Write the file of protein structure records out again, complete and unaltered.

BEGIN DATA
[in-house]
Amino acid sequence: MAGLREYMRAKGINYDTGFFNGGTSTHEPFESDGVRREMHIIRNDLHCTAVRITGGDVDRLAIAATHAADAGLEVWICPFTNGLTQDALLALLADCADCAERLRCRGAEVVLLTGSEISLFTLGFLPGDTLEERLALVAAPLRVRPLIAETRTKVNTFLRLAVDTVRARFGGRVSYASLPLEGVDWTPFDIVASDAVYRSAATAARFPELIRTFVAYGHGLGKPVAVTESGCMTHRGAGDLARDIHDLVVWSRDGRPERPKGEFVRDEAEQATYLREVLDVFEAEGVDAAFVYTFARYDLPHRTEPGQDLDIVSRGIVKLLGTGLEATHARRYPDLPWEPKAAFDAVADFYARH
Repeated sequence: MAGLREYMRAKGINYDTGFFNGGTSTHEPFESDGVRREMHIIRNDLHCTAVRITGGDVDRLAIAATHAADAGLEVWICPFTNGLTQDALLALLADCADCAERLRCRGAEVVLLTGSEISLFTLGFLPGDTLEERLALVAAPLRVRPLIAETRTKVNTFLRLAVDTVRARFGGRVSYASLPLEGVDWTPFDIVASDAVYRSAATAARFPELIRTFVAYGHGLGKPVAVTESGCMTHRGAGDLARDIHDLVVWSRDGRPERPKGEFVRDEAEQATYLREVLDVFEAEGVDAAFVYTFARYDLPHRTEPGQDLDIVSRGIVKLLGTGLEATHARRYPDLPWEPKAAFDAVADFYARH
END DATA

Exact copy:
[in-house]
Amino acid sequence: MAGLREYMRAKGINYDTGFFNGGTSTHEPFESDGVRREMHIIRNDLHCTAVRITGGDVDRLAIAATHAADAGLEVWICPFTNGLTQDALLALLADCADCAERLRCRGAEVVLLTGSEISLFTLGFLPGDTLEERLALVAAPLRVRPLIAETRTKVNTFLRLAVDTVRARFGGRVSYASLPLEGVDWTPFDIVASDAVYRSAATAARFPELIRTFVAYGHGLGKPVAVTESGCMTHRGAGDLARDIHDLVVWSRDGRPERPKGEFVRDEAEQATYLREVLDVFEAEGVDAAFVYTFARYDLPHRTEPGQDLDIVSRGIVKLLGTGLEATHARRYPDLPWEPKAAFDAVADFYARH
Repeated sequence: MAGLREYMRAKGINYDTGFFNGGTSTHEPFESDGVRREMHIIRNDLHCTAVRITGGDVDRLAIAATHAADAGLEVWICPFTNGLTQDALLALLADCADCAERLRCRGAEVVLLTGSEISLFTLGFLPGDTLEERLALVAAPLRVRPLIAETRTKVNTFLRLAVDTVRARFGGRVSYASLPLEGVDWTPFDIVASDAVYRSAATAARFPELIRTFVAYGHGLGKPVAVTESGCMTHRGAGDLARDIHDLVVWSRDGRPERPKGEFVRDEAEQATYLREVLDVFEAEGVDAAFVYTFARYDLPHRTEPGQDLDIVSRGIVKLLGTGLEATHARRYPDLPWEPKAAFDAVADFYARH